Definitions of Styles and Learning Styles Definitions of Styles and Learning Styles

  • Styles
  • Before reviewing the literature of learning styles, it is necessary to know the definition of “styles”. The concept of “styles” was first put forward by cognitive psychologists. Brown (2002: 104) defines style as “a term that refers to consistent and rather enduring tendencies or preferences within an individual.” Therefore, styles are those general characteristics of intellectual functioning (and personality type, as well) that especially pertain to one as an individual, that differentiate one from someone else.

  • Learning Styles
  • Regarding studies of learning styles, the most serious problem is the confusion of its definitions. In the past two decades, the learning styles has been used in various and sometimes confusing ways in the literature. It is very common to hear different opinions on its definitions based on different findings in this comparatively new research field of learning styles, for each study defines it from particular perspectives. However, there is not an agree-upon definition of learning styles. Learning styles can be defined in the following ways.

    Keefe (1979, cited in Brown, 2002:10) defines learning styles as “the characteristic cognitive, affective and physiological behaviors that serve as relatively stable indicators of how learners perceive, interact with and respond to the learning environment.”

    Dunn et al. (1978:11) defines learning styles as “the way in which each person absorbs and retains information and/or skills; regardless of how that process is described, it is dramatically different for each person”.

    Sims & Sims (1990, cited in Reid, 2002) put forward that learning styles are typical ways a person behaves, feels, and processes information in learning situations. Therefore, learning style is demonstrated in that pattern of behavior and performance by which an individual approaches educational experience.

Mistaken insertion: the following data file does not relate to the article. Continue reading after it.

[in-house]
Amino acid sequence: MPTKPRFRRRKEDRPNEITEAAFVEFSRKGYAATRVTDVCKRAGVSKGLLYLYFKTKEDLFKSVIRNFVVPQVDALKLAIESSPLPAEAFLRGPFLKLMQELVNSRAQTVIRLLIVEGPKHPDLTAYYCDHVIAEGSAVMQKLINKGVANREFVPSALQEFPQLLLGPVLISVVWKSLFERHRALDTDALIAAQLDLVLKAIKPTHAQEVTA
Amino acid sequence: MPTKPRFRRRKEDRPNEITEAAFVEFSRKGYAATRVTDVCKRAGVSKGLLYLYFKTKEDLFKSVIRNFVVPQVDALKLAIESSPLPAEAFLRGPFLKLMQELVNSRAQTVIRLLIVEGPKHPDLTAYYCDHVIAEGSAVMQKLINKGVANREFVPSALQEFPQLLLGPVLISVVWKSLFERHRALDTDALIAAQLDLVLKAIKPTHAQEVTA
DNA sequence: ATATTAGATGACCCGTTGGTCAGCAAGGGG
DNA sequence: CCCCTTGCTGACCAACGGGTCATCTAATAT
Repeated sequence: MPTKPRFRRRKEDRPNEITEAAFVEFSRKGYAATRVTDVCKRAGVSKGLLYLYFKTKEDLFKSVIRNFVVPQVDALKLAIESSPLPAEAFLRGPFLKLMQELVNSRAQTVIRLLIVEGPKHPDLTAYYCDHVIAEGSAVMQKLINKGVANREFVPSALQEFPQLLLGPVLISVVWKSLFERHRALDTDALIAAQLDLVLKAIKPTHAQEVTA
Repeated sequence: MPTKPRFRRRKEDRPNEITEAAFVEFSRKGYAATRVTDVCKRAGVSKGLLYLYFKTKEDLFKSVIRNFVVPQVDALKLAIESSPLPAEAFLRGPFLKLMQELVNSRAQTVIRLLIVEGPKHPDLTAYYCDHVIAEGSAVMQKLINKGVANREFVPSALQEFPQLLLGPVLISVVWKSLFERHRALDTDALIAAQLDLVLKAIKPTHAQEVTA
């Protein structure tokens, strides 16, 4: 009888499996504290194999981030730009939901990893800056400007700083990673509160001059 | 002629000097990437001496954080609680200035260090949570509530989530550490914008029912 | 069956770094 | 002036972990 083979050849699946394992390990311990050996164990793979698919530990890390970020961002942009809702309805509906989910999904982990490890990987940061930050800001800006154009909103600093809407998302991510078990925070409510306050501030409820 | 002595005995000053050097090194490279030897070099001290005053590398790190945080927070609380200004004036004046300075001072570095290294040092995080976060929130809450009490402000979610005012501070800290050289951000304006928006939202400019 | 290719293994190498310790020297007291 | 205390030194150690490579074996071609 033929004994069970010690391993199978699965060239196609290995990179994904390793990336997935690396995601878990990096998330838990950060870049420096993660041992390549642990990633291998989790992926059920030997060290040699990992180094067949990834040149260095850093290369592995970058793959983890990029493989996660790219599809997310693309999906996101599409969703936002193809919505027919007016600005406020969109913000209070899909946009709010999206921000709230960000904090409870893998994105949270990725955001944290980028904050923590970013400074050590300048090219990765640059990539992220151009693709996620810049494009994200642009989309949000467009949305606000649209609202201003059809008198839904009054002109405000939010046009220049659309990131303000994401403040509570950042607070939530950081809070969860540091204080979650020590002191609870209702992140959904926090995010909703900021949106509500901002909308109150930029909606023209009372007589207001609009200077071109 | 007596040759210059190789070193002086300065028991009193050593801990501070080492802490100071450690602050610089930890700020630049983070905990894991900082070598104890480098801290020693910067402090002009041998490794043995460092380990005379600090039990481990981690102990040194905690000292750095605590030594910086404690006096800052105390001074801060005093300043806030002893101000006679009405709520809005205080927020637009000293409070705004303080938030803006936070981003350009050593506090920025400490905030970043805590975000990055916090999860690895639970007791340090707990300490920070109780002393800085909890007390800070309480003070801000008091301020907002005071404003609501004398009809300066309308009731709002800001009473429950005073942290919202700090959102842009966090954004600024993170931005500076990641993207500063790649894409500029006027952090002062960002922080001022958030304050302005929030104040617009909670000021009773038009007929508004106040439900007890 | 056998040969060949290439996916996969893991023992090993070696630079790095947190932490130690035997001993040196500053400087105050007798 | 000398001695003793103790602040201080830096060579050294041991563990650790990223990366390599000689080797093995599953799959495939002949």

Oxford et al. (1991) briefly defines the learning style as the general approaches students used to learn a new subject or tackle a new problem.

    Tan Dingliang (1995: 12) defines learning styles as: “the way that a learner often adopts in the learning process, which includes the learning strategies that have been stabilized within a learner, the preference of some teaching stimuli and learning tendency.”

    Reid (1995) summarizes definitions of learning styles as internally based characteristics of individuals for the intake or understanding of new information. Essentially learning styles are based upon how a person perceives and processes information to facilitate learning.

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2.1.2 Categories of Learning Styles

Confusion also exists in the literature on categories of learning styles for many same or similar factors researched under the same name. Reid (1995) divides learning-style research into three major categories: cognitive styles, sensory learning styles, and personality learning styles. Cognitive Learning Styles

Cognitive learning styles which include field-independent/field-dependent, analytic/global, reflective/impulsive learning styles, and Kolb experiential learning model, belong to the aspects of psychology. Among them researches on field -independent/field-dependent (FI/FD) attract the most attention of SLA domain (Ellis, 1994).